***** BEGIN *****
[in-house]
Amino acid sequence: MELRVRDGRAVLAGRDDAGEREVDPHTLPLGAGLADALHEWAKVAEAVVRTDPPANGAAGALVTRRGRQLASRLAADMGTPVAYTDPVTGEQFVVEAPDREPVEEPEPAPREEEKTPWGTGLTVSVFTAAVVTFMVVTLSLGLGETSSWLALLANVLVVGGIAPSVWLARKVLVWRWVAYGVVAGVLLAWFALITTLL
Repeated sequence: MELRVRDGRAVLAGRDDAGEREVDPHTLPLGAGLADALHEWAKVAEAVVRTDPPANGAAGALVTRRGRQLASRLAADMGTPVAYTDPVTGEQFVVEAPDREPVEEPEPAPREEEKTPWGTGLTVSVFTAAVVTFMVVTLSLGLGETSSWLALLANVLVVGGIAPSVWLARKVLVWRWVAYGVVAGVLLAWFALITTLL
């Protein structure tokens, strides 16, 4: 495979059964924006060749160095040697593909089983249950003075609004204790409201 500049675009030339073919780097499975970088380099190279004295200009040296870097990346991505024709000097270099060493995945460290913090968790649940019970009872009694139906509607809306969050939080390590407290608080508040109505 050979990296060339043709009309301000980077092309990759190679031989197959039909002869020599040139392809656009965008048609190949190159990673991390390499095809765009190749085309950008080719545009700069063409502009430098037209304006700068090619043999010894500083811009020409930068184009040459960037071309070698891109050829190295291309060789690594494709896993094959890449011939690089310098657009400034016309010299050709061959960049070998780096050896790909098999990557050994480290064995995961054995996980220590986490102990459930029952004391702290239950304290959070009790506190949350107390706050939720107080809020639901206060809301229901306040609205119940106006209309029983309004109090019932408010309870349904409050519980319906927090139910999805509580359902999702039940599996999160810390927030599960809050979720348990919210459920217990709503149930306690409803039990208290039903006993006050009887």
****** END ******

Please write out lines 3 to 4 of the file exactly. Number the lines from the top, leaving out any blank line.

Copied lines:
Repeated sequence: MELRVRDGRAVLAGRDDAGEREVDPHTLPLGAGLADALHEWAKVAEAVVRTDPPANGAAGALVTRRGRQLASRLAADMGTPVAYTDPVTGEQFVVEAPDREPVEEPEPAPREEEKTPWGTGLTVSVFTAAVVTFMVVTLSLGLGETSSWLALLANVLVVGGIAPSVWLARKVLVWRWVAYGVVAGVLLAWFALITTLL
């Protein structure tokens, strides 16, 4: 495979059964924006060749160095040697593909089983249950003075609004204790409201 500049675009030339073919780097499975970088380099190279004295200009040296870097990346991505024709000097270099060493995945460290913090968790649940019970009872009694139906509607809306969050939080390590407290608080508040109505 050979990296060339043709009309301000980077092309990759190679031989197959039909002869020599040139392809656009965008048609190949190159990673991390390499095809765009190749085309950008080719545009700069063409502009430098037209304006700068090619043999010894500083811009020409930068184009040459960037071309070698891109050829190295291309060789690594494709896993094959890449011939690089310098657009400034016309010299050709061959960049070998780096050896790909098999990557050994480290064995995961054995996980220590986490102990459930029952004391702290239950304290959070009790506190949350107390706050939720107080809020639901206060809301229901306040609205119940106006209309029983309004109090019932408010309870349904409050519980319906927090139910999805509580359902999702039940599996999160810390927030599960809050979720348990919210459920217990709503149930306690409803039990208290039903006993006050009887």